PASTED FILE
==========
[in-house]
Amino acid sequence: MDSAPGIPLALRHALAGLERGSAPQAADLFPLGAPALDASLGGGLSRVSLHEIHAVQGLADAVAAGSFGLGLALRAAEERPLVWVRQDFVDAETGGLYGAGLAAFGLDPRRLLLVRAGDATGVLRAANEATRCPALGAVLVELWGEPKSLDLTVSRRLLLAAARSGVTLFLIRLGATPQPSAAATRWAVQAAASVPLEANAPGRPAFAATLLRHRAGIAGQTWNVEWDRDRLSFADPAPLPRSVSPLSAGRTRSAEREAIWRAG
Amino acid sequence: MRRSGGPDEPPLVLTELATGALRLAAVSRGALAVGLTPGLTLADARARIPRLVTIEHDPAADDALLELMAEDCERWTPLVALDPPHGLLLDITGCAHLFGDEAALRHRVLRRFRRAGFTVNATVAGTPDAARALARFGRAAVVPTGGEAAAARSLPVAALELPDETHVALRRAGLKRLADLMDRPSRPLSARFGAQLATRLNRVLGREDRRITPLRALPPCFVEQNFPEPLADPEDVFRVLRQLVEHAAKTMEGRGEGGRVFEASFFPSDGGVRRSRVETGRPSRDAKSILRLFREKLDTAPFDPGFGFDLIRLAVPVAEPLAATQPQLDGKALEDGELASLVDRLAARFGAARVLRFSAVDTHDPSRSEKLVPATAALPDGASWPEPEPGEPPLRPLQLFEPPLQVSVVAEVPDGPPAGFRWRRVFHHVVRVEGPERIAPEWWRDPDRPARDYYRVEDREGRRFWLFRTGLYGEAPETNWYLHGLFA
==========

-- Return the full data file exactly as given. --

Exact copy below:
[in-house]
Amino acid sequence: MDSAPGIPLALRHALAGLERGSAPQAADLFPLGAPALDASLGGGLSRVSLHEIHAVQGLADAVAAGSFGLGLALRAAEERPLVWVRQDFVDAETGGLYGAGLAAFGLDPRRLLLVRAGDATGVLRAANEATRCPALGAVLVELWGEPKSLDLTVSRRLLLAAARSGVTLFLIRLGATPQPSAAATRWAVQAAASVPLEANAPGRPAFAATLLRHRAGIAGQTWNVEWDRDRLSFADPAPLPRSVSPLSAGRTRSAEREAIWRAG
Amino acid sequence: MRRSGGPDEPPLVLTELATGALRLAAVSRGALAVGLTPGLTLADARARIPRLVTIEHDPAADDALLELMAEDCERWTPLVALDPPHGLLLDITGCAHLFGDEAALRHRVLRRFRRAGFTVNATVAGTPDAARALARFGRAAVVPTGGEAAAARSLPVAALELPDETHVALRRAGLKRLADLMDRPSRPLSARFGAQLATRLNRVLGREDRRITPLRALPPCFVEQNFPEPLADPEDVFRVLRQLVEHAAKTMEGRGEGGRVFEASFFPSDGGVRRSRVETGRPSRDAKSILRLFREKLDTAPFDPGFGFDLIRLAVPVAEPLAATQPQLDGKALEDGELASLVDRLAARFGAARVLRFSAVDTHDPSRSEKLVPATAALPDGASWPEPEPGEPPLRPLQLFEPPLQVSVVAEVPDGPPAGFRWRRVFHHVVRVEGPERIAPEWWRDPDRPARDYYRVEDREGRRFWLFRTGLYGEAPETNWYLHGLFA